Why You Should Switch Off Your Wireless Connection
Both public and private networks can be unsafe to connect to. Find out why that is, and how you can protect your personal information.
As we have gotten more and more reliant on our phones over the past decade, public wireless networks seem to have increased tenfold. The abundant access to free wireless networks, unfortunately, can now just as easily pose a security risk to you and your most delicate information. Fortunately, there are ways to leave your phone more secure even if you do not remember to switch off your wireless connection. The anti-hacking feature in dfndr security will keep your phone protected from malicious attacks on seemingly trusted sites, a tactic you might encounter if a wireless network you are using has been compromised. Try it now:
Read More: How Safe Is It to Use Public, Unprotected Wi-Fi Networks?
Security on Public Networks
Even if you do not frequently connect to free public wireless networks, your phone will likely automatically connect to wireless networks you’ve used in the past when you’re within range, unless you diligently forget networks from your phone’s Wi-Fi settings. Your phone will not always tell you when it has automatically connected, so it could happen when you are completely unaware. Even if none of your information was compromised when you last connected to a certain open network, the network’s security could have been compromised since you last used it.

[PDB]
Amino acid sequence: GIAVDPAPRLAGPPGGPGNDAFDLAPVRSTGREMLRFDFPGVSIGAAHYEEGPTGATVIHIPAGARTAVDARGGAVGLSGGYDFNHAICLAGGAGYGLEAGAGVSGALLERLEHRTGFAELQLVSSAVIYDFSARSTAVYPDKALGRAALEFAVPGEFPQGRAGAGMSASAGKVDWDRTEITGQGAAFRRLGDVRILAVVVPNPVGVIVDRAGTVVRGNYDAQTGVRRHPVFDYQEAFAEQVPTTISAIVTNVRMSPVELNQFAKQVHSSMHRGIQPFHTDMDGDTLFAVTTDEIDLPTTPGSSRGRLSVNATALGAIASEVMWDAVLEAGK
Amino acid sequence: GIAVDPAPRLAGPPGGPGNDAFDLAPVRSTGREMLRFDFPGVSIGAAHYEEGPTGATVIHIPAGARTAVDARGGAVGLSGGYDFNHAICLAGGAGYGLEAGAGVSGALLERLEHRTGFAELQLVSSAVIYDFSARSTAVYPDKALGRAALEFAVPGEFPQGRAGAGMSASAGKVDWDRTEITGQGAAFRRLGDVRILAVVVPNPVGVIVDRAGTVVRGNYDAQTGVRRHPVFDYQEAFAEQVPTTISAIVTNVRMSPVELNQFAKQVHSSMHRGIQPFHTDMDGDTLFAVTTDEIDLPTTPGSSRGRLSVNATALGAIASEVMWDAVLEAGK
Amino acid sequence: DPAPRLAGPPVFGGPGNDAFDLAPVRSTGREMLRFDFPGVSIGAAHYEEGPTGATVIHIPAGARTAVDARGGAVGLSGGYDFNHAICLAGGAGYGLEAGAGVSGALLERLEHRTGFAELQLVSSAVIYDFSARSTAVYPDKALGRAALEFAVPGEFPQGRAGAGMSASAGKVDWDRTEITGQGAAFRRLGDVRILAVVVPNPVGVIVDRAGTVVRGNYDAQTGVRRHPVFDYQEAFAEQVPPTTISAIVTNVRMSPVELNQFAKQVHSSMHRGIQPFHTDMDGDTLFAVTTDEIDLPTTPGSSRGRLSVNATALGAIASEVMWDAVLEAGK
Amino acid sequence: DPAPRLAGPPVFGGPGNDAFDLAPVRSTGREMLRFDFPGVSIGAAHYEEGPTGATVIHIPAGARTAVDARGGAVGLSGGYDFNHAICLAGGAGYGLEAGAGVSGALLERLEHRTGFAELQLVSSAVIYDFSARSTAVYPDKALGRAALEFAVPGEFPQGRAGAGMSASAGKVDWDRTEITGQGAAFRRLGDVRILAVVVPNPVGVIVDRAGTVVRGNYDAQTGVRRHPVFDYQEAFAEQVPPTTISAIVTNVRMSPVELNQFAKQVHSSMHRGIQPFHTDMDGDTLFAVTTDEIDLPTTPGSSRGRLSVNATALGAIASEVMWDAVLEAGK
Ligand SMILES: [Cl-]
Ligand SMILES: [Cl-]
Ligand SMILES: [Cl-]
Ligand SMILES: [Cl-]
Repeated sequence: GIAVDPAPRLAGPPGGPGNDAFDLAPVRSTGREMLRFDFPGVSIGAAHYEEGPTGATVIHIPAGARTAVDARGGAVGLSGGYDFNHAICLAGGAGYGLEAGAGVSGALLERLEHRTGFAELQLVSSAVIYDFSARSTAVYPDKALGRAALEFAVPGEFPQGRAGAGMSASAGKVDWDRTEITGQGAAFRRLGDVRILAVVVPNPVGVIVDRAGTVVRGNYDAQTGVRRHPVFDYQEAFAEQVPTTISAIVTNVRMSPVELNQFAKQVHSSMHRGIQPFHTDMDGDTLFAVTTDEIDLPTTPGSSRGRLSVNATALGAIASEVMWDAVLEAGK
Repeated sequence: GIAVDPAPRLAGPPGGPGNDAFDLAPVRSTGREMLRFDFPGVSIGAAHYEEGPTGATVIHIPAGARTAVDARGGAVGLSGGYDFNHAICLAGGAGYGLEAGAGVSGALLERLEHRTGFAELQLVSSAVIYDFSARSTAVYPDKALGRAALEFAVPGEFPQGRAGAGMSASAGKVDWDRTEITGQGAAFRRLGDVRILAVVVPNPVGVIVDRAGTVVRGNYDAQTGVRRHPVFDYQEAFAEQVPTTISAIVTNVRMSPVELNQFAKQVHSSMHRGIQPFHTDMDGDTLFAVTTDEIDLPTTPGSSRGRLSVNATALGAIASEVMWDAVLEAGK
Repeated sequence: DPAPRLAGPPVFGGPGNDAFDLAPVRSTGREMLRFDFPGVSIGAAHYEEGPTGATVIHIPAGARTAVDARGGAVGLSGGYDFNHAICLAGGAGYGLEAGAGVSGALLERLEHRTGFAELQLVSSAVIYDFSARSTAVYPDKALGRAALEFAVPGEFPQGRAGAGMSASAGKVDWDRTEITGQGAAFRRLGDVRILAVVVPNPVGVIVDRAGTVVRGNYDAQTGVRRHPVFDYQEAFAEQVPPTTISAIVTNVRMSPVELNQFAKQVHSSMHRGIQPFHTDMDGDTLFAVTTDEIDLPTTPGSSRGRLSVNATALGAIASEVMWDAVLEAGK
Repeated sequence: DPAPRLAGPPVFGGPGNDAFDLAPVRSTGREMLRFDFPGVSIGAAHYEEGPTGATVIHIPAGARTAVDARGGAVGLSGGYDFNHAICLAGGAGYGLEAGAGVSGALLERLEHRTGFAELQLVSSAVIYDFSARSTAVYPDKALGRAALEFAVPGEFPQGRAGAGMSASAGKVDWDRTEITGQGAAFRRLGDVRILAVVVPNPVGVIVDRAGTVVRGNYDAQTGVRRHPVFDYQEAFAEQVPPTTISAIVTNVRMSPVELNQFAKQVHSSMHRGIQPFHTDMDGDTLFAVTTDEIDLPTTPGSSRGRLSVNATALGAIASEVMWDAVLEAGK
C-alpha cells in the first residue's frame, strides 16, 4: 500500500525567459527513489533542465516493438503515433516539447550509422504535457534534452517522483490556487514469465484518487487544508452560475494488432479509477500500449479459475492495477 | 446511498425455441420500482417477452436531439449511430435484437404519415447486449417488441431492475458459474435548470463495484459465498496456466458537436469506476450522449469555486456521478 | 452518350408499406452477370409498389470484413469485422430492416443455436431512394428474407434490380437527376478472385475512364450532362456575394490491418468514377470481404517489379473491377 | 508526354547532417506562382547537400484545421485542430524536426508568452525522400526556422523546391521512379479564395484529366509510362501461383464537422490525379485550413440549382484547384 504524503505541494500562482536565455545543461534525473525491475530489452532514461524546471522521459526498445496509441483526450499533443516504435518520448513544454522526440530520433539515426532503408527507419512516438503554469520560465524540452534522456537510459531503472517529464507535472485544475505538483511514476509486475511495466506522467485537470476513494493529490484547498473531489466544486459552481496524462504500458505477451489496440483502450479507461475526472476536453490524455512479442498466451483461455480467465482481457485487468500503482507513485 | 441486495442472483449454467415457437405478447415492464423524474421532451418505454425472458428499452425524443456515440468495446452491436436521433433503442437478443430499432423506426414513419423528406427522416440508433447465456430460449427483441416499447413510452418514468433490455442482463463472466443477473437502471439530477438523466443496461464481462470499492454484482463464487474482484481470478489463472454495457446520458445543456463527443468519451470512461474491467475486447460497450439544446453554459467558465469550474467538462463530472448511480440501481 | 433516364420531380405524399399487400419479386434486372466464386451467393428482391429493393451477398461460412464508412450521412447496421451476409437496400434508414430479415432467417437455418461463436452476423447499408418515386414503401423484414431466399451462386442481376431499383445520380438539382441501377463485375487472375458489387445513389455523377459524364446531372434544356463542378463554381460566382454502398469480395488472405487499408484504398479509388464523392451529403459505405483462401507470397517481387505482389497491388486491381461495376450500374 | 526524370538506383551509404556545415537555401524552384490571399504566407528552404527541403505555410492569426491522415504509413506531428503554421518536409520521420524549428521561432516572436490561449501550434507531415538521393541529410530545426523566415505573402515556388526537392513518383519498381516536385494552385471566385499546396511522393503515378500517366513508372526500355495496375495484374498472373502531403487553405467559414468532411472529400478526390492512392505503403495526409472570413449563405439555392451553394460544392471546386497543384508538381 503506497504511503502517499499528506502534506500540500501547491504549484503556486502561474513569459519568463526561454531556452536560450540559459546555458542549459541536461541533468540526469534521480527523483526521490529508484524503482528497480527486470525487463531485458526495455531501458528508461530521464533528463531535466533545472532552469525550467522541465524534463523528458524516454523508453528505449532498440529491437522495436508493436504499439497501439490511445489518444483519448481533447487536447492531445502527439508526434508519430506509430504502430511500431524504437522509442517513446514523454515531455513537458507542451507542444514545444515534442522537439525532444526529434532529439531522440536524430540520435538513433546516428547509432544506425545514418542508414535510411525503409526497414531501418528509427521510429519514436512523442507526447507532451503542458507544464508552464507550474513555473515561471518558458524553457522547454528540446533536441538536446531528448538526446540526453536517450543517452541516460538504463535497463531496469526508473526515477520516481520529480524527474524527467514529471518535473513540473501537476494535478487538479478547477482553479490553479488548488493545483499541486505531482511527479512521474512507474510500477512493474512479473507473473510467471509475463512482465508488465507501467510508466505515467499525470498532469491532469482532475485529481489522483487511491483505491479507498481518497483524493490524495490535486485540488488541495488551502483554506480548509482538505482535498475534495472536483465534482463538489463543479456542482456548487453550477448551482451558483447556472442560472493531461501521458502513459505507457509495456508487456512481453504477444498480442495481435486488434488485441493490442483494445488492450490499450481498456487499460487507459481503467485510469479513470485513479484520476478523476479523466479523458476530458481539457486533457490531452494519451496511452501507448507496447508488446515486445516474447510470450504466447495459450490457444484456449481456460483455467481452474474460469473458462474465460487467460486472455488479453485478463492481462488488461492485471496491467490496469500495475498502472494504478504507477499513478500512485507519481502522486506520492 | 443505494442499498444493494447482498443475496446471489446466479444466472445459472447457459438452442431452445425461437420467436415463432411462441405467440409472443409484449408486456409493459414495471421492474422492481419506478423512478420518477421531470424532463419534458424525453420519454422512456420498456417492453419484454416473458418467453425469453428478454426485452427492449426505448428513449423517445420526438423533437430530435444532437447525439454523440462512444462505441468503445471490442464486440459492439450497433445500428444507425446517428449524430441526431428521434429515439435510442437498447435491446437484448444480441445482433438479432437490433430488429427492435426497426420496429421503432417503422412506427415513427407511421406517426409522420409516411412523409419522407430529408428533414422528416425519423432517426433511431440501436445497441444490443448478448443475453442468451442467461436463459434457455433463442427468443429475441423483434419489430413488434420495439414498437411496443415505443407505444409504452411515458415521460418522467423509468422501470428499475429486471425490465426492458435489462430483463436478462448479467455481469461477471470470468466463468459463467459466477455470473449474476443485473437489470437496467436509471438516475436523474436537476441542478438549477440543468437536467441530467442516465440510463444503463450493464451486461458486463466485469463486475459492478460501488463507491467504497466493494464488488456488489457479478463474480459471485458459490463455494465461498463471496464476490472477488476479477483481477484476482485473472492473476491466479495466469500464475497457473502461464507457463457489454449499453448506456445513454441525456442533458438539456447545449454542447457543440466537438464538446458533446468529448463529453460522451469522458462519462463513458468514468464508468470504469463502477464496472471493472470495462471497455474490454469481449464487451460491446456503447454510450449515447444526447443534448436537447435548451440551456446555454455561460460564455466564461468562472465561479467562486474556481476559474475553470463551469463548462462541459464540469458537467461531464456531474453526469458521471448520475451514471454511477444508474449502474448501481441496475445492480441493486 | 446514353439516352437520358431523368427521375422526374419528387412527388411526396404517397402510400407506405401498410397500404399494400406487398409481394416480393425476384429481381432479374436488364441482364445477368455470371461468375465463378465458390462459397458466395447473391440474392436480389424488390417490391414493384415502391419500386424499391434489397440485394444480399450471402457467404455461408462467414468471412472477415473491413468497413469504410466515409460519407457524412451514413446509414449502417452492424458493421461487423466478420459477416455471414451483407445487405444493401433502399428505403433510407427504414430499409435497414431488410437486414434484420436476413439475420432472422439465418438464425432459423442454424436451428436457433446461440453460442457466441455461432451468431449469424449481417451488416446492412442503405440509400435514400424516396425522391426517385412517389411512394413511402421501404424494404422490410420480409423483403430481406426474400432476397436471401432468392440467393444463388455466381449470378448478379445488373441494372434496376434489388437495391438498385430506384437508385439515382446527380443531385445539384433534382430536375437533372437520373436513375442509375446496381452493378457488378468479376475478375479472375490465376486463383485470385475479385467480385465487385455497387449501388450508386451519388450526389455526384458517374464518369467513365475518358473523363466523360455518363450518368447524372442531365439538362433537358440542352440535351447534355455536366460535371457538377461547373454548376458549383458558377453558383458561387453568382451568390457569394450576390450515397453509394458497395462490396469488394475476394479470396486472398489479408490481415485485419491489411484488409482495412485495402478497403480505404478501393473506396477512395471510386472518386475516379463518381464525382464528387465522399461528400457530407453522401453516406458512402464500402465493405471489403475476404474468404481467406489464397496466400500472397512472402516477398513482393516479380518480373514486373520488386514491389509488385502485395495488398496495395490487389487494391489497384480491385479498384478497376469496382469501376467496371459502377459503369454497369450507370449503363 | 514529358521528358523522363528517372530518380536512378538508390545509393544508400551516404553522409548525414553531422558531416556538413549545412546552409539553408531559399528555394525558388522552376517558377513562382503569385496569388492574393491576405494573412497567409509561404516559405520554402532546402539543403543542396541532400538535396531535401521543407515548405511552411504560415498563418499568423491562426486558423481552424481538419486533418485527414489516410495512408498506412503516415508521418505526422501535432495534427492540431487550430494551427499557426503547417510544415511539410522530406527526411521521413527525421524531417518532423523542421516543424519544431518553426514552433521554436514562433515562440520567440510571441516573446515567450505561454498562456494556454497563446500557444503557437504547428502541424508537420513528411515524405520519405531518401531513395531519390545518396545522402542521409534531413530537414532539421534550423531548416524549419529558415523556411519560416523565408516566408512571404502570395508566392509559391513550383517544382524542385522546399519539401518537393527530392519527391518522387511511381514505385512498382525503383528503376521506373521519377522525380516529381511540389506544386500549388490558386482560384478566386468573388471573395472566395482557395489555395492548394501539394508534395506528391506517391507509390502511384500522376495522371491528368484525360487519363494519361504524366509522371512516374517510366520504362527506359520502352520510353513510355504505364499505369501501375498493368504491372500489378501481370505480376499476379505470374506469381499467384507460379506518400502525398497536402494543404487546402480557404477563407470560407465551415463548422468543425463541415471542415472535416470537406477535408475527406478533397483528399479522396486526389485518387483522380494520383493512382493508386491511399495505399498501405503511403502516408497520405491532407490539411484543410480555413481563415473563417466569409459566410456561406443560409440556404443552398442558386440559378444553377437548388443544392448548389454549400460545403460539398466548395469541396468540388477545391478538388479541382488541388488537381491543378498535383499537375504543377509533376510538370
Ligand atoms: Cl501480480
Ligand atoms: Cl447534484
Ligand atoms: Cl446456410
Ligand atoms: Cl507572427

Switching off your wireless connection on your phone will prevent your phone from accessing unsecured networks without your knowledge, therefore also keeping the security of information on your phone intact. Even if, for some reason, you do need to connect to an open wireless network, you can manually switch on your wireless connection, which will allow you to keep track of your connections and trace any suspicious activity back to networks you remember, rather than leaving this up to guesswork.
Turn Off Your Wireless Connection
The sad truth of network security today is that your security might be compromised even when you are connected to networks in trusty locations, like at work or school. While many large, secured networks have advanced protections, they are a more lucrative target for sophisticated hackers because of the very fact that these networks have so many users sharing so much information.